About the project
Trade, Trace, Transit is using public interventions with mobile ethnography. Trade, Trace, Transit follows not people but waste-cardboard, as it moves from shops to waste collectors, recycling agents, port handlers and recycling factories. I stage public interventions with waste-cardboard en route.
Trade, Trace, Transit begins around Hong Kong’s Central station, where mostly-women Filipino Migrant Workers gather on weekends, building single-use ‘houses’ with waste-cardboard. By following waste-cardboard extensively and designating it as my work material, I became a stakeholder in the informal trade route, and found that covert Filipino Migrant Workers groups have been acting as illicit middle-women among waste collectors, fellow W and recycling agents, to meet Filipino Migrant Workers’ needs for ‘houses’ material and boost their low wage. This everyday resistance multiplies waste-cardboard nominal and social value in weekly trade cycles.
To make visible this integral node in the global recycling industry, I drew the route’s scenes on ‘houses’ walls to give waste-cardboard (which changes shape en route but retains its surface markings) visibility. When marked waste-cardboards go to the recycling agents and are amassed into 100s of kgs bales, I intervene in the assembly so my marked waste-cardboards are on the bales’ surfaces.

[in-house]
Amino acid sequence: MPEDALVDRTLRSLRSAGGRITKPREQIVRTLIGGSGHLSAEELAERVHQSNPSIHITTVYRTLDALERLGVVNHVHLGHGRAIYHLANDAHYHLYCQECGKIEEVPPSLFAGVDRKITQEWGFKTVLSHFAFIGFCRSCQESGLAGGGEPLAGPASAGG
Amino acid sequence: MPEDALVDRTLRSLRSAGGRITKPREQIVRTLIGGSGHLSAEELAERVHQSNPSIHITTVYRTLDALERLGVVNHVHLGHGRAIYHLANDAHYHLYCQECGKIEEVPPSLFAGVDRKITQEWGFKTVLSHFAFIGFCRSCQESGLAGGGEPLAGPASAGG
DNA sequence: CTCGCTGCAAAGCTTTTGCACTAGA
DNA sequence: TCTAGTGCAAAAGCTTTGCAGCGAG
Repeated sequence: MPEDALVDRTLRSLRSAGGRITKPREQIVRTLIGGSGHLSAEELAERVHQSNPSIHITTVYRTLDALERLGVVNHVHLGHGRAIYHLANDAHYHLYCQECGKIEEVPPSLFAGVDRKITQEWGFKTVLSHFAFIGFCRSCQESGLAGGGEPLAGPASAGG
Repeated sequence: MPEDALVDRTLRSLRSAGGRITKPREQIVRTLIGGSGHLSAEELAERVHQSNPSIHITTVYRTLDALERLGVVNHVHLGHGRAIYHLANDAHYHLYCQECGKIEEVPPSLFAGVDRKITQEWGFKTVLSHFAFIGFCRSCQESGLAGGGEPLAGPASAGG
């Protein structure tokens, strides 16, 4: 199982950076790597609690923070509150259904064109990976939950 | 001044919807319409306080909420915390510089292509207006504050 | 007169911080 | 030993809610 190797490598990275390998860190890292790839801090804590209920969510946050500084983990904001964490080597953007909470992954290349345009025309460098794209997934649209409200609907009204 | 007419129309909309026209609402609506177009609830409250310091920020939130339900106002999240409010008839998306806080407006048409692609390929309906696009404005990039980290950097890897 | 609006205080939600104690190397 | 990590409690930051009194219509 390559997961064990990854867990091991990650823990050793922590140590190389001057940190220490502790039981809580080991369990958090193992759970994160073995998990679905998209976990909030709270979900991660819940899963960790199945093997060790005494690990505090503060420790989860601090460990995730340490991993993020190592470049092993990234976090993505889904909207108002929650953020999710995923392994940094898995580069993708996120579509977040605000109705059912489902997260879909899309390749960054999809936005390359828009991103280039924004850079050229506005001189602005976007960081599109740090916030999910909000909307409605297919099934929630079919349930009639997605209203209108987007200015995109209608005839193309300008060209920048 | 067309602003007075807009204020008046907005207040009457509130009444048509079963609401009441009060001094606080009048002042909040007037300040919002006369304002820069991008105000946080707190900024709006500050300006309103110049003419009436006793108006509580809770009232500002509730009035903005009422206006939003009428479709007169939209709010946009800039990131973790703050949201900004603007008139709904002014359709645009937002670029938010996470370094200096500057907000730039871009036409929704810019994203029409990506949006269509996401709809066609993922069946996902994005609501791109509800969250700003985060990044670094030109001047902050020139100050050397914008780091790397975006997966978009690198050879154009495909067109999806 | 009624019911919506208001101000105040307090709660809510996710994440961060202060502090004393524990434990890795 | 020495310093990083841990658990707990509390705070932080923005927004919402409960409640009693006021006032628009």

All bales enter the port on trucks that pass the Art Basel Hong Kong venue. Seizing Art Basel Hong Kong’s global visibility, I rerouted 5 tons of marked waste-cardboard bales as installation, plus a film, in Art Basel Hong Kong’s curated sections, and held a public Art Basel Hong Kong roundtable with stakeholders’ representatives.
As an artwork, Trade, Trace, Transit has now traverse value systems. Meantime, China slashed global waste imports, and a Filipino Migrant Workers group leader recovers from surgery. A longer film will reveal these local acts in a global industry, while transdisciplinary research dissects the novel methodology of Trade, Trace, Transit. Trade, Trace, Transit’s partners are Australia Council for the Arts, Osage Gallery, Asia Art Archive, Gothenburg University.
About the artist
My sociopolitical concerns, mainly of cross-border (im)mobility, stem from experiencing marginalization in Indonesia as a 7th generation migrant and 1965 survivor family member. Showing internationally since 2000, I moved to Australia as a skilled migrant in 2003. Since then I use iconic things of bordering (e.g. passports) to stimulate public discussions on borders. Since 2014 I engage with things that link humans in everyday life’s social sphere, so as to make these connections publicly visible.